The best and worst tyre choices for your car

An exhaustive torture test of nine tyres finds a stand-out performer, and highlights the one tyre you should avoid at all costs.

Tyres Stacked In A Mechanics Workshop Jpg

Everybody has to drive in the rain at some point, and it can be a white-knuckle ride if conditions are really bad. But we’ll bet you had no idea just how risky it can be to venture out in the wet, especially on old tyres.

Wheels magazine recently tested nine new tyres to find out which is best, and in the process turned up some eye-opening numbers about the dangers of worn tyres.

Hyundai i30 in Mechanics Workshop preparing for tyre test

The tyres tested ranged in price from $89 to $228 each. They were put through the ringer over two days and eight tests covering grip and handling ability on wet and dry surfaces. Perhaps unsurprisingly, the most expensive tyre was the best.

Good rubber is important, so opting for the cheapest tyre that suits your car isn’t always the wise approach. The best tyre is the one with the least compromise. All-‘round ability is the key. In the cornering tests, three tyres gripped better in the wet than they did in the dry. But not when stopping.

Hyundai i30 rear driving on wet road test track

Wheels thought that what was most important to drivers was not how hard a car cornered, but how well a car stopped. And in particular, how much longer it took a car to stop when the road was wet, compared with when it was dry.

Every one of the nine tyres took longer to stop in the wet than in the dry. On average, 2.1 metres longer – in a stop from 80km/h.

Hyundai i30 braking

That’s an extra stopping distance equivalent to about half the length of the Hyundai i30 test car.

Not a huge bombshell. It should be well known that stopping distances blow out when pulling up in the rain. But if brand new tyres are influenced that much by a bit of wet weather, how much more are your old tyres putting you at risk?

Car tyres tested for tread depth

To find out, the testers fitted a set of tyres whose tread had worn down to just 2mm deep. That’s about enough tread to hide a matchhead – used, but it still looks like tread, and it’s legal. (Tread depth of 1.5mm is enough for roadworthiness.)

On a dry road, the worn tyres felt great – and they actually were. Especially in corners, where they gripped better than most of the new tyres.

Hyundai I 30 Timed Around A Test Track Jpg

In the wet, around a corner, they weren’t great but they still weren’t bad. They had about 7 per cent less grip than the best of the new tyres, still just as good as the worst of them.

However, when braking in the wet the worn tyres were disastrous. From 80km/h, they took 11 metres longer to stop than the best of the new tyres.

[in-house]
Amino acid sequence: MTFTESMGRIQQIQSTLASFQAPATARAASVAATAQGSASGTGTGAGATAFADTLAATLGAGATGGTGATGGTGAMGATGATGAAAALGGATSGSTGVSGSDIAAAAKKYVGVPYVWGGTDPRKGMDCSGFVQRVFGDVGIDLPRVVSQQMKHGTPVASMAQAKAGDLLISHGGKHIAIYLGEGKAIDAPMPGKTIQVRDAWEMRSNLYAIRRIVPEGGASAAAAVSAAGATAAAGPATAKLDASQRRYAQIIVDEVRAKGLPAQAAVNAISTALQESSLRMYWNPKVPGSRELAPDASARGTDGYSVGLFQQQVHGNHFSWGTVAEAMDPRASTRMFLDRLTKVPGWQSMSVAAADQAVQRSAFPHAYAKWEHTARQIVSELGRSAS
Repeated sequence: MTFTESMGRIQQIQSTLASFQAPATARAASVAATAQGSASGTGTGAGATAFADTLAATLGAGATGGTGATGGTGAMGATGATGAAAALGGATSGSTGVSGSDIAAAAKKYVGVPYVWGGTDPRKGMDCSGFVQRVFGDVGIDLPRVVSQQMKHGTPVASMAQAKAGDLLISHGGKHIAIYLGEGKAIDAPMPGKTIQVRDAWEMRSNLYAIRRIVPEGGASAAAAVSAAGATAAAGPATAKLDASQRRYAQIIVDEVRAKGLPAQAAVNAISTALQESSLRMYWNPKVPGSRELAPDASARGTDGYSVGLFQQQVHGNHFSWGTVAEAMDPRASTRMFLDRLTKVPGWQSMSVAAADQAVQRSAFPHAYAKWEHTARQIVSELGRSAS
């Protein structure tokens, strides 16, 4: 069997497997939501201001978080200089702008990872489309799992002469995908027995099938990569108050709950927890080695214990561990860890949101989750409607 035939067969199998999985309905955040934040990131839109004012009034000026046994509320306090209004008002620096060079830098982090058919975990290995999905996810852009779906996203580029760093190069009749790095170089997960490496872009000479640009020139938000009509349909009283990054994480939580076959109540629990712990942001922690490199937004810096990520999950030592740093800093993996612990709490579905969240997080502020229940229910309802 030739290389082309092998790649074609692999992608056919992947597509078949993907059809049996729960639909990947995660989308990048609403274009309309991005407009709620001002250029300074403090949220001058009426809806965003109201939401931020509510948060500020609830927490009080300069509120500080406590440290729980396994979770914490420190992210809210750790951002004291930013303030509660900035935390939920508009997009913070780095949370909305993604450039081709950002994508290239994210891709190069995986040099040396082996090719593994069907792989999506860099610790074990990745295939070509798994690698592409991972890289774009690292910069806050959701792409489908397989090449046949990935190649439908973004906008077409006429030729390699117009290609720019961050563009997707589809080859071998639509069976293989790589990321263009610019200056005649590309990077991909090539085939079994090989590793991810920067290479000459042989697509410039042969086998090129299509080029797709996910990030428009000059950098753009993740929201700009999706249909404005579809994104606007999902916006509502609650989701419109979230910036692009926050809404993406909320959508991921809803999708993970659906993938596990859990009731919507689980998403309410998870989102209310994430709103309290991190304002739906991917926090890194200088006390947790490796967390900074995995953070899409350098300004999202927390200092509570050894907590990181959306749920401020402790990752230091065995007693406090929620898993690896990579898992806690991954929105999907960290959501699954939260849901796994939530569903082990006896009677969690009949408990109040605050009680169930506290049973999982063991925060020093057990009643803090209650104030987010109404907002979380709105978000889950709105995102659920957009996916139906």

That’s about an extra three car lengths, or a stopping distance 43 per cent longer than the best new tyre managed.

Hyundai i30 driving around a wet test track

Even compared with the average of all the new tyres, the worn tyres took nearly nine metres longer to stop in the wet.

“Experience suggested that worn tyres lost a lot of performance compared with when they were new, but the magnitude of the increase in wet stopping distance still shocked me,” said Wheels journalist and Tyre Test data analyst James Whitbourn.

What makes this worse is that – remember – on a dry road, the worn tyres had felt great in corners. So if you were driving on them, you would not realise you were in trouble until it rained and you had to stop in a hurry.

And that’s the tip: if you want to be safe in the wet, start looking for new tyres – just about any new tyres – long before you run out of tread. The tyre you shouldn’t trust is the tyre that’s nearly worn out.


When you are looking for new tyres, which should you get? Wheels rated the Yokahama Advan Sport V105 ($228) the overall winner. It performed very well in each of the eight tests (four dry, three wet and a noise test), and it was that across the board performance that earned it overall top honours.


There were some good – and great – choices among the other tyres tested.

  • The Continental ContiPremiumContact5 ($162) won four of the tests (including wet braking). It was best overall in the wet, and second overall across the wet and dry tests.
  • The Dunlop Sport Maxx RT ($192) won two tests (wet slalom, and quietness).
  • The Michelin Primacy 3 ST ($184) and Toyo Proxes T1 Sport ($215) won a test each (dry braking and dry slalom, respectively).
  • And one of the cheapest tyres, the Lassa Impetus Revo ($117), was second-top for wet braking, stopping in a shorter distance than all but the Continental.

Among other tyres evaluated were the Goodyear EfficientGrip Performance ($189) and the Roadstone N Blue ECO ($111). In every test but wet braking, performance fell less than 10 per cent from the best tyre to the worst.

In last place overall was the cheapest tyre – the Momo M3 ($89). It was also the worst in wet braking, taking about 3.5 metres longer to stop than the winner.

But in the wet, even the Momos stopped about 8 metres shorter than the worn tyres.

Which means it’s likely safer to pay less for your tyres but replace them early, than to pay more for the tyres but wear each set out.

Want to know more?

You can read the complete test – including the test methods and results for each category –in the November edition of Wheels magazine (out now in print, iPad and Android device form) and at


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